So as science encounters mysteries, it is starting to recognize its limitations and become somewhat more open. There are still scientists who differ strongly with religion and vice versa. But I think people are being more open-minded about recognizing the limitations in our frame of understanding.
You've said "I believe there is no long-range question more important than the purpose and meaning of our lives and our universe." How have you attempted to answer that question?
Even as a youngster, you're usually taught that there's some purpose you'll try to do, how you are going to live. But that's a very localized thing, about what you want with your life. The broader question is, "What are humans all about in general, and what is this universe all about?" That comes as one tries to understand what is this beautiful world that we're in, that's so special: "Why has it come out this way? What is free will and why do we have it? What is a being? What is consciousness?" We can't even define consciousness. As one thinks about these broader problems, then one becomes more and more challenged by the question of what is the aim and purpose and meaning of this universe and of our lives.
Those aren't easy questions to answer, of course, but they're important and they're what religion is all about. I maintain that science is closely related to that, because science tries to understand how the universe is constructed and why it does what it does, including human life. If one understands the structure of the universe, maybe the purpose of man becomes a little clearer. I think maybe the best answer to that is that somehow, we humans were created somewhat in the likeness of God. We have free will. We have independence, we can do and create things, and that's amazing. And as we learn more and more why, we become even more that way. What kind of a life will we build? That's what the universe is open about. The purpose of the universe, I think, is to see this develop and to allow humans the freedom to do the things that hopefully will work out well for them and for the rest of the world.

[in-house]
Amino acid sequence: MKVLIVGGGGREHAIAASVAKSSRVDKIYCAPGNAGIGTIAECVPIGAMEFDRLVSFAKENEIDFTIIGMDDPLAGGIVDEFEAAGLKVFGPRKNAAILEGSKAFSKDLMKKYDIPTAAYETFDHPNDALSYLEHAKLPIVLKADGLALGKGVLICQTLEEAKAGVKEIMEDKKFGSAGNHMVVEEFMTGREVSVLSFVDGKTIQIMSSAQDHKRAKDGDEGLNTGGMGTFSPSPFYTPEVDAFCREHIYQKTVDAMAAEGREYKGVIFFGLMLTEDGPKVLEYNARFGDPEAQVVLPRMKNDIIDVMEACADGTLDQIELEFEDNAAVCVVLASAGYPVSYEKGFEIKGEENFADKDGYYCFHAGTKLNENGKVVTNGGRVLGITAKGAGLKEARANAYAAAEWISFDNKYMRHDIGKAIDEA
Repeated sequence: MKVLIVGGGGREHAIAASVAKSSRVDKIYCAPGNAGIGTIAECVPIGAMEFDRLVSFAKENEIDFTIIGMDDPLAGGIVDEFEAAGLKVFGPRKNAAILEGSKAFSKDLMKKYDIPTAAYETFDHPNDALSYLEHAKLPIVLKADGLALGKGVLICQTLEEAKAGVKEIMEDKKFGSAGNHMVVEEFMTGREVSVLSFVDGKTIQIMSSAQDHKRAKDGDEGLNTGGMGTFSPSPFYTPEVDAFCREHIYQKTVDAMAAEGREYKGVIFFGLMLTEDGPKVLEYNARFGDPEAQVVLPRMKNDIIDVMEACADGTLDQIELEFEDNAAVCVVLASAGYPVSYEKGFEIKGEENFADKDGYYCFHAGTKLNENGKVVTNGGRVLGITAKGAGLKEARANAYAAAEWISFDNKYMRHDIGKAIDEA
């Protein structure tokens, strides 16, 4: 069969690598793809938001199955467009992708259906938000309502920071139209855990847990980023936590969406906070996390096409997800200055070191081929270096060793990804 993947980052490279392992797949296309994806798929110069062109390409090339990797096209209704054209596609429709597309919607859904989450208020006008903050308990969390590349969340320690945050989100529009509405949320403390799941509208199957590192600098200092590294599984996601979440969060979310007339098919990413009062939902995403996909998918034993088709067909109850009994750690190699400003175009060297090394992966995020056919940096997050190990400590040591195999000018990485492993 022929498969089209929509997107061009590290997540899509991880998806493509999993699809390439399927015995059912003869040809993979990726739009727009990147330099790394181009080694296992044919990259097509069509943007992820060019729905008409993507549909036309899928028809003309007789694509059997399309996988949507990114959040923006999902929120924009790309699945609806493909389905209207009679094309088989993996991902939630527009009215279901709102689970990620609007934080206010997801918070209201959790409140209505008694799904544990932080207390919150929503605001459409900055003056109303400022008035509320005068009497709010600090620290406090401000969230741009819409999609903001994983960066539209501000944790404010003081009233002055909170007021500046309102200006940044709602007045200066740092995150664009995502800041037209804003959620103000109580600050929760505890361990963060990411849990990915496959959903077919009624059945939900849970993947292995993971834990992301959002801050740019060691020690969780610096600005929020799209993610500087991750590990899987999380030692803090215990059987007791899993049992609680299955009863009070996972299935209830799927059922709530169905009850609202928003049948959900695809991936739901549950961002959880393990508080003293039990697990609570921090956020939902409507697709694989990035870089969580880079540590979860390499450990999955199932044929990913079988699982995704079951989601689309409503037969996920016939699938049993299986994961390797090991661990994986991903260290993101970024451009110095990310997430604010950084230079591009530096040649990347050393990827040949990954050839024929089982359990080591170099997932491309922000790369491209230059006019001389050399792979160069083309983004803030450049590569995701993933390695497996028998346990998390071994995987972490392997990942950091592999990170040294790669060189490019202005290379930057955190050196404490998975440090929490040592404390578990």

How do you categorize your religious beliefs?
I'm a Protestant Christian, I would say a very progressive one. This has different meanings for different people. But I'm quite open minded and willing to consider all kinds of new ideas and to look at new things. At the same time it has a very deep meaning for me: I feel the presence of God. I feel it in my own life as a spirit that is somehow with me all the time.
You've described your inspiration for the maser as a moment of revelation, more spiritual than what we think of as inspiration. Do you believe that God takes such an active interest in humankind?
[The maser] was a new idea, a sudden visualization I had of what might be done to produce electromagnetic waves, so it's somewhat parallel to what we normally call revelation in religion. Whether the inspiration for the maser and the laser was God's gift to me is something one can argue about. The real question should be, where do brand-new human ideas come from anyway? To what extent does God help us? I think he's been helping me all along. I think he helps all of us that there's a direction in our universe and it has been determined and is being determined. How? We don't know these things. There are many questions in both science and religion and we have to make our best judgment. But I think spirituality has a continuous effect on me and on other people.
That sounds like you agree with the "intelligent design" movement, the latest framing of creationism, which argues that the complexity of the universe proves it must have been created by a guiding force.